Wrestling with ‘The Donald’

This past Sunday our good friends at ACN asked if I would come out to their convention and interview Donald Trump live on stage in front of their 20,000 reps.

Donald has a reputation of being a tad bit capricious in his commentary and particularly rough on interviewers. So I was ready, I had my knives sharpened in case he started throwing down. He didn’t.

In fact, he was really a sweetheart of a guy. I was asked afterward what surprised me most about the interview. I shouldn’t be surprised anymore, as every time I interview an extraordinary superachiever I walk away with the same realization. There really isn’t anything that extraordinary about them. What I mean is their answers to all the probing success questions are usually the same, simple and not extraordinary.

What is extraordinary is that they actually DO the simple principles of success—relentlessly, passionately and consistently. And unfortunately that IS extraordinary.

Here are some of Trump’s answers to my questions (These are not direct quotes, as I am pulling from memory on the plane flying back):

Most important advice to a new entrepreneur? Trump: Be ready to work—hard and long.

Advice to leaders who lead large groups of people? Trump: Be good to your people. Genuinely care for your people. Help them succeed.

When you were a billion dollars in debt and everyone wrote you off as done for, how did you handle it, what did you do? Trump: I didn’t do anything any different. I kept working hard. I didn’t listen to other people’s opinion of me. I just kept working hard. I went to a dinner I didn’t want to go to and made a relationship that turned it all around for me in a single day. If I hadn’t continued to push myself to do what I didn’t want to do, I probably wouldn’t be on this stage today.

My editorializing: No matter how down you are, you are always one meeting, chance encounter or circumstance away from a complete turnaround. Just keep moving forward and working hard.

Mindset, approach to business? Trump: I approach problems, negotiations, potential deals with a positive mindset. See what’s possible, not what’s negative. At the same time don’t just walk around in positive la-la land. You have to always protect the downside. There is a time to think negative so you can protect yourself and the potential downside, but approach life and every situation with a general positive attitude and a positive expectation.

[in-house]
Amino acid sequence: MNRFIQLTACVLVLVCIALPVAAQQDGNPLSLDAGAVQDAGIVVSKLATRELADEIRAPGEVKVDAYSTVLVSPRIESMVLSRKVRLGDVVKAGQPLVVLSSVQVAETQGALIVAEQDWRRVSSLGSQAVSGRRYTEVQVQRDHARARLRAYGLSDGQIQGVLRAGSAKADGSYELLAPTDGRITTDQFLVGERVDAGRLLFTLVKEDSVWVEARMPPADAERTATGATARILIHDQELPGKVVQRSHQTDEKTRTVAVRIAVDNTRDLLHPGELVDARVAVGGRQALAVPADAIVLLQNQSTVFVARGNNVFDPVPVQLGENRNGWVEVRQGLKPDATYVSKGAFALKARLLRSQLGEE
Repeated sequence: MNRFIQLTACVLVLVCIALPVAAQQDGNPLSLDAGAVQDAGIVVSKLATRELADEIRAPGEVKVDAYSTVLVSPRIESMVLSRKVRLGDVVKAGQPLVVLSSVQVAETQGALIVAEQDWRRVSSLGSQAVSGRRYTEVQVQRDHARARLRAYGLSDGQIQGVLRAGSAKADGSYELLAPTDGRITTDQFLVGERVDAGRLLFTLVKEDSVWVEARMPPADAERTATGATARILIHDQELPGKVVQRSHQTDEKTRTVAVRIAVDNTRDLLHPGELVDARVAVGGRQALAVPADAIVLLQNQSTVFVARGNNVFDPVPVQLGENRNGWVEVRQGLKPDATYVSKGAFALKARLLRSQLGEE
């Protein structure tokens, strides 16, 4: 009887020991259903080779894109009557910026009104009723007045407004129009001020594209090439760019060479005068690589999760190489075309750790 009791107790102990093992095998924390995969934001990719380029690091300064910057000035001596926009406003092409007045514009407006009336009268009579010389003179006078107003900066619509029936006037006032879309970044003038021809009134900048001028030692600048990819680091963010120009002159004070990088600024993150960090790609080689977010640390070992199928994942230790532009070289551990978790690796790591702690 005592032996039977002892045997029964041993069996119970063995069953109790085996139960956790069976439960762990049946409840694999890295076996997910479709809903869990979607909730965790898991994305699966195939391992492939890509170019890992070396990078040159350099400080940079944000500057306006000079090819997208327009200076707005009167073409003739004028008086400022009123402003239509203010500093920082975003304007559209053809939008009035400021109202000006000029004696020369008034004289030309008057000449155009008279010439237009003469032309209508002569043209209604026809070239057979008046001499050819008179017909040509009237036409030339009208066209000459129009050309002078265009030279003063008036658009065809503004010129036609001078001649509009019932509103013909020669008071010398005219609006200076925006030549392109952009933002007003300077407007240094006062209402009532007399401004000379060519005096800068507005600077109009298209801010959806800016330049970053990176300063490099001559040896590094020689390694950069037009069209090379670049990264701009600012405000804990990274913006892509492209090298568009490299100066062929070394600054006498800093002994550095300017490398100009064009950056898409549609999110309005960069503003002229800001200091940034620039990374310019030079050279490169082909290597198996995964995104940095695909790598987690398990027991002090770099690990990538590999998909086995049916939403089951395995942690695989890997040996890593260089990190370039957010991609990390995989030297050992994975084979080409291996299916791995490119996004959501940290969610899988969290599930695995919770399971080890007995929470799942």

Advice you recently gave to 10-year-old CEO Joey McGuire? 1. Stay in school. 2. Work hard. 3. Never give up. 4. Never, never, never ever give up.

Wow. So to make several billion dollars, this the formula: 1. Love what you do (was a given based on the audience he was talking to). 2. Work hard. 3. Don’t listen to other people’s opinion of you. 4. Keep working hard even when you don’t want to. 5. Love and care for your people. 6. Never, never, never ever give up.

That’s it. And I am not kidding, that is it. Simple isn’t it? And this is generally the same answer I get no matter what superachiever or billionaire I interview. That’s a clue. Well, more than a clue—it’s the whole mystery solved.

The difference between you and The Donald is actually DOING the above principles—relentlessly, passionately and consistently.


Darren Hardy is the former publisher of SUCCESS magazine, an entrepreneur and New York Times best-selling author of The Compound Effect and Living Your Best Year Ever: A Proven Formula for Achieving Big Goals.

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